Emilee Franklin- Originally Posted in the Pine County Courier April 13, 2017
Threat to National Security?
While traveling home this late December from China to Minnesota I experienced something that I imagine hasn’t happened to most people, but may be increasingly happening as security measures at airports tighten. I experienced the sheer thrill of being surrounded by five airport security agents and had three Hong Kong police officers running towards me in an instant. I was attempting to check my carry-on bag in an effort to head home for New Years at the Hong Kong International Airport.
Petrified would be an understatement of how I felt in that moment. While my carry-on bag was passing through the X-ray, something within it had alerted security as suspicious. I knew this is a common occurrence at airports from what I have observed and experienced. That was until the questions started from the first security officer, “What is in your bag?” “Nothing,” I awkwardly stammered.
Obviously, there were a lot of different items in my bag, as it was bursting at the seams but nothing that would be considered dangerous. I knew I was not a criminal and would not be dumb enough to bring a weapon or anything illegal through airport security, especially in a foreign country. After a few minutes with more airport security guards joining the search intensified. When the one security guard grabbed my small black purse and said the object was in it, I sighed. I figured out exactly what they had been searching for. The item they were looking for was a small black kubotan.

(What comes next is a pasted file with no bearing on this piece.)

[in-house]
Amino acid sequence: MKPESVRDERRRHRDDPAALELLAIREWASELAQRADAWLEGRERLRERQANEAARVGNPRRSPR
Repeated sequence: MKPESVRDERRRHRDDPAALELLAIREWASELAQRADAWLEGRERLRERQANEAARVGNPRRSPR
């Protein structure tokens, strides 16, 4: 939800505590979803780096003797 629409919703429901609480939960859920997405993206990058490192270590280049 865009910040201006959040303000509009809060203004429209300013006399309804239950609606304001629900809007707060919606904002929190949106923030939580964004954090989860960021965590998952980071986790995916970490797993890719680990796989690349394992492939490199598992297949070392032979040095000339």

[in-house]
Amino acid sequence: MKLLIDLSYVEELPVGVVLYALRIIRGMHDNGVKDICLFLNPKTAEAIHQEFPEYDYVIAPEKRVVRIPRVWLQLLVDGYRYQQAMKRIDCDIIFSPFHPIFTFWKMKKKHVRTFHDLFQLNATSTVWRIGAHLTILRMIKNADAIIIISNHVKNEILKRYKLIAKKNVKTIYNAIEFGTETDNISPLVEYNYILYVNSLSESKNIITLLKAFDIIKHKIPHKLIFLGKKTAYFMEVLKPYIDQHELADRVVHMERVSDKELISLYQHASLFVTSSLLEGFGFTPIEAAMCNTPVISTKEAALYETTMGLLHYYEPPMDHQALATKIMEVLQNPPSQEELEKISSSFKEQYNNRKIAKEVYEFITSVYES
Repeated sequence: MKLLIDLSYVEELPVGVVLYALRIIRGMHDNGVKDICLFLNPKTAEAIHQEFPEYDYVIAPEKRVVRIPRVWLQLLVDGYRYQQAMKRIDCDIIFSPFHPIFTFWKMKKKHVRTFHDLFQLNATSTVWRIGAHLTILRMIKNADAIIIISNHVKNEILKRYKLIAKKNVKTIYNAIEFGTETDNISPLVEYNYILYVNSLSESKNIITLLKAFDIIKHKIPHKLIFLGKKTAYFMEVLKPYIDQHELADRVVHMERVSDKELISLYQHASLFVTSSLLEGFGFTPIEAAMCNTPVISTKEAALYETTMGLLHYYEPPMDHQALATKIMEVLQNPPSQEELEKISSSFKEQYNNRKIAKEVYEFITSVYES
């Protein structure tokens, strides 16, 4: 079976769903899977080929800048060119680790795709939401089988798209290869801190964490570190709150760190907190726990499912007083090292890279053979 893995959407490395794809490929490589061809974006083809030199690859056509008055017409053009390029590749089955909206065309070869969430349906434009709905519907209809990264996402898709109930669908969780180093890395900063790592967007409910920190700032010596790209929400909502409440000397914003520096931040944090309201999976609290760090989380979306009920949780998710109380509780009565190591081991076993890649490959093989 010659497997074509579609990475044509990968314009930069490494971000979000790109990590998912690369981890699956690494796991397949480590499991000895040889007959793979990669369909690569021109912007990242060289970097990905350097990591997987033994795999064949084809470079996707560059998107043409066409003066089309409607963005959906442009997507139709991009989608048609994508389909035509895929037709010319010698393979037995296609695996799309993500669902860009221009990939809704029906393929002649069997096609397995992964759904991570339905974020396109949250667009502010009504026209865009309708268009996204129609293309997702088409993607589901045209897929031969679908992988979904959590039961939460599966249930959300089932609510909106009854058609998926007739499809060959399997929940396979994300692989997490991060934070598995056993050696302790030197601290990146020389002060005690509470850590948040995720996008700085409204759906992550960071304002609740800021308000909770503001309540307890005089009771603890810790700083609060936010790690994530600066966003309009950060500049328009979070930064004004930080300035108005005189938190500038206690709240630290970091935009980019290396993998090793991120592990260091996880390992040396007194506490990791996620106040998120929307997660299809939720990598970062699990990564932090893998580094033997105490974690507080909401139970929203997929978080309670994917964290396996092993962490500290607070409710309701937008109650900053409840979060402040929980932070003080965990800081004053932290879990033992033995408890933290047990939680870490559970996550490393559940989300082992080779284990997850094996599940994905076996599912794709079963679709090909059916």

A kubotan is a blunt metal object with no sharp edges which is used for self-defense purposes. They are typically no bigger than 5 inches long, and usually just slightly thicker than a marker or a pen. They were originally developed by Takayuki Kubota a Japanese-American master of karate in the late 1960s. He initially designed them for the Los Angeles Police Department officers as a tool for their female staff.
I had completely forgotten about the object altogether as it was in my purse, where it usually resides in case I need to defend myself. Typically anytime I travel I make sure that I do not have any weapons on me. I left the knife I bought in China safely in my apartment, and after going through China and Hong Kong customs metal detectors without having any problems, I did not think I had my kubotan with me, or at least in my carry on. The first airport security guard who found it did not know what the object was and was worried it was explosive. She began asking me if it was a bomb while making a huge scene calling for back up. I was mortified. All I could do was keep repeating what the object was, and that I did not intend to bring it with me. My flight was leaving in less than two hours, and here I was in a swirl of guards at the airport security line, thinking that my life was over. I couldn’t help but think that my next stop may be a cold, dark and possibly labor intensive Hong Kong or China prison all for the price of carrying a “weapon,” for my own self-defense.